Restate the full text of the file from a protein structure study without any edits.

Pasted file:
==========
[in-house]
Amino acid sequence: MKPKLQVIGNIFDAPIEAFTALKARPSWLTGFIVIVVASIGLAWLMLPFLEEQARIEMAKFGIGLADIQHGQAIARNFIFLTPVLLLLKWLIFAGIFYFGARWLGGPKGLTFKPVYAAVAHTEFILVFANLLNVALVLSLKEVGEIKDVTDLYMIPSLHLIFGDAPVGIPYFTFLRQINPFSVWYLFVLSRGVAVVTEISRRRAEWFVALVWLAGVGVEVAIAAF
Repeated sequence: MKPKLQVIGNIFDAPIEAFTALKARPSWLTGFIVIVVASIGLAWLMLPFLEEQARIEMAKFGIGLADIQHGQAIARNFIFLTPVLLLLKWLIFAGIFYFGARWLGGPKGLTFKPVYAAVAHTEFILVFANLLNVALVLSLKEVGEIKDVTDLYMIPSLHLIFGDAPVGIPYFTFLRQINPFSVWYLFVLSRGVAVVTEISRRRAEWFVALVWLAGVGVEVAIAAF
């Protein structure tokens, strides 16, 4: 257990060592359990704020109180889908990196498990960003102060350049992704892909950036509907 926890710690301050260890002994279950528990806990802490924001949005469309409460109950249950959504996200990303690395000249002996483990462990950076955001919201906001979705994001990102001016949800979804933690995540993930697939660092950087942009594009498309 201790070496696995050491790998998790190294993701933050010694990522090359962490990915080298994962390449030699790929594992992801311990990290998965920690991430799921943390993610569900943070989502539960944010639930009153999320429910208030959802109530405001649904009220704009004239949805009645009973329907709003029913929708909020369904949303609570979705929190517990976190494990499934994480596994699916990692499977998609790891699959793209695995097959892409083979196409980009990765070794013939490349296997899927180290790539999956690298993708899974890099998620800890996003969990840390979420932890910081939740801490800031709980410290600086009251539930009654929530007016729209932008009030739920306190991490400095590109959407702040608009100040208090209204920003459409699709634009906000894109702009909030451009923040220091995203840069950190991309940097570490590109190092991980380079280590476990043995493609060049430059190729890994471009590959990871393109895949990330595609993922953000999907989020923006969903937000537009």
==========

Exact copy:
[in-house]
Amino acid sequence: MKPKLQVIGNIFDAPIEAFTALKARPSWLTGFIVIVVASIGLAWLMLPFLEEQARIEMAKFGIGLADIQHGQAIARNFIFLTPVLLLLKWLIFAGIFYFGARWLGGPKGLTFKPVYAAVAHTEFILVFANLLNVALVLSLKEVGEIKDVTDLYMIPSLHLIFGDAPVGIPYFTFLRQINPFSVWYLFVLSRGVAVVTEISRRRAEWFVALVWLAGVGVEVAIAAF
Repeated sequence: MKPKLQVIGNIFDAPIEAFTALKARPSWLTGFIVIVVASIGLAWLMLPFLEEQARIEMAKFGIGLADIQHGQAIARNFIFLTPVLLLLKWLIFAGIFYFGARWLGGPKGLTFKPVYAAVAHTEFILVFANLLNVALVLSLKEVGEIKDVTDLYMIPSLHLIFGDAPVGIPYFTFLRQINPFSVWYLFVLSRGVAVVTEISRRRAEWFVALVWLAGVGVEVAIAAF
């Protein structure tokens, strides 16, 4: 257990060592359990704020109180889908990196498990960003102060350049992704892909950036509907 926890710690301050260890002994279950528990806990802490924001949005469309409460109950249950959504996200990303690395000249002996483990462990950076955001919201906001979705994001990102001016949800979804933690995540993930697939660092950087942009594009498309 201790070496696995050491790998998790190294993701933050010694990522090359962490990915080298994962390449030699790929594992992801311990990290998965920690991430799921943390993610569900943070989502539960944010639930009153999320429910208030959802109530405001649904009220704009004239949805009645009973329907709003029913929708909020369904949303609570979705929190517990976190494990499934994480596994699916990692499977998609790891699959793209695995097959892409083979196409980009990765070794013939490349296997899927180290790539999956690298993708899974890099998620800890996003969990840390979420932890910081939740801490800031709980410290600086009251539930009654929530007016729209932008009030739920306190991490400095590109959407702040608009100040208090209204920003459409699709634009906000894109702009909030451009923040220091995203840069950190991309940097570490590109190092991980380079280590476990043995493609060049430059190729890994471009590959990871393109895949990330595609993922953000999907989020923006969903937000537009």